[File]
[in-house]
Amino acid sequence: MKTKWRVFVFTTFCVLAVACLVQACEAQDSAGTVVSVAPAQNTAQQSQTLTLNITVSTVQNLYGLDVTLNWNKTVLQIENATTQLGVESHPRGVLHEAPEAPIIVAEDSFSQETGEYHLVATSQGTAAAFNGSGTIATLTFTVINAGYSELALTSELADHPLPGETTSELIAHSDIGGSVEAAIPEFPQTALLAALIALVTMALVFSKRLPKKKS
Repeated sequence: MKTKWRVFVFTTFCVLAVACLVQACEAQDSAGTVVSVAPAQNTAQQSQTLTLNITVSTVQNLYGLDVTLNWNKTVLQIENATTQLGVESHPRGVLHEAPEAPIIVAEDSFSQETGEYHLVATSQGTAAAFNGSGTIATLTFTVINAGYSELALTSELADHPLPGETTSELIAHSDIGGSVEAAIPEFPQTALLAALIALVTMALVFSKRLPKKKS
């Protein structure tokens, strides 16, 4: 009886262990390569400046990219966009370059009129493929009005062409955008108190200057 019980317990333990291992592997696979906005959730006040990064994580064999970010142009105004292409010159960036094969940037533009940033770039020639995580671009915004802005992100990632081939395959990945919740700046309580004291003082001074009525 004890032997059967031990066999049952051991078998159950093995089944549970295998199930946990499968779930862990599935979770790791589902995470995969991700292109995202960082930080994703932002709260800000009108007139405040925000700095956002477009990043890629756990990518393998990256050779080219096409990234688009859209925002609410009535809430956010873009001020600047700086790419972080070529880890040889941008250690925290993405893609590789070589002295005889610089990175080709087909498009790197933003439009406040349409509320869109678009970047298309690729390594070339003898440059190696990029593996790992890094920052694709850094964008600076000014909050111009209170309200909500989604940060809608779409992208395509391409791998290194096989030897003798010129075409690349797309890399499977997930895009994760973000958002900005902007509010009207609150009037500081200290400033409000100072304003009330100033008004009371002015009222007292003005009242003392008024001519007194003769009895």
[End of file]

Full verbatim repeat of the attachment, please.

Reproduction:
[in-house]
Amino acid sequence: MKTKWRVFVFTTFCVLAVACLVQACEAQDSAGTVVSVAPAQNTAQQSQTLTLNITVSTVQNLYGLDVTLNWNKTVLQIENATTQLGVESHPRGVLHEAPEAPIIVAEDSFSQETGEYHLVATSQGTAAAFNGSGTIATLTFTVINAGYSELALTSELADHPLPGETTSELIAHSDIGGSVEAAIPEFPQTALLAALIALVTMALVFSKRLPKKKS
Repeated sequence: MKTKWRVFVFTTFCVLAVACLVQACEAQDSAGTVVSVAPAQNTAQQSQTLTLNITVSTVQNLYGLDVTLNWNKTVLQIENATTQLGVESHPRGVLHEAPEAPIIVAEDSFSQETGEYHLVATSQGTAAAFNGSGTIATLTFTVINAGYSELALTSELADHPLPGETTSELIAHSDIGGSVEAAIPEFPQTALLAALIALVTMALVFSKRLPKKKS
């Protein structure tokens, strides 16, 4: 009886262990390569400046990219966009370059009129493929009005062409955008108190200057 019980317990333990291992592997696979906005959730006040990064994580064999970010142009105004292409010159960036094969940037533009940033770039020639995580671009915004802005992100990632081939395959990945919740700046309580004291003082001074009525 004890032997059967031990066999049952051991078998159950093995089944549970295998199930946990499968779930862990599935979770790791589902995470995969991700292109995202960082930080994703932002709260800000009108007139405040925000700095956002477009990043890629756990990518393998990256050779080219096409990234688009859209925002609410009535809430956010873009001020600047700086790419972080070529880890040889941008250690925290993405893609590789070589002295005889610089990175080709087909498009790197933003439009406040349409509320869109678009970047298309690729390594070339003898440059190696990029593996790992890094920052694709850094964008600076000014909050111009209170309200909500989604940060809608779409992208395509391409791998290194096989030897003798010129075409690349797309890399499977997930895009994760973000958002900005902007509010009207609150009037500081200290400033409000100072304003009330100033008004009371002015009222007292003005009242003392008024001519007194003769009895």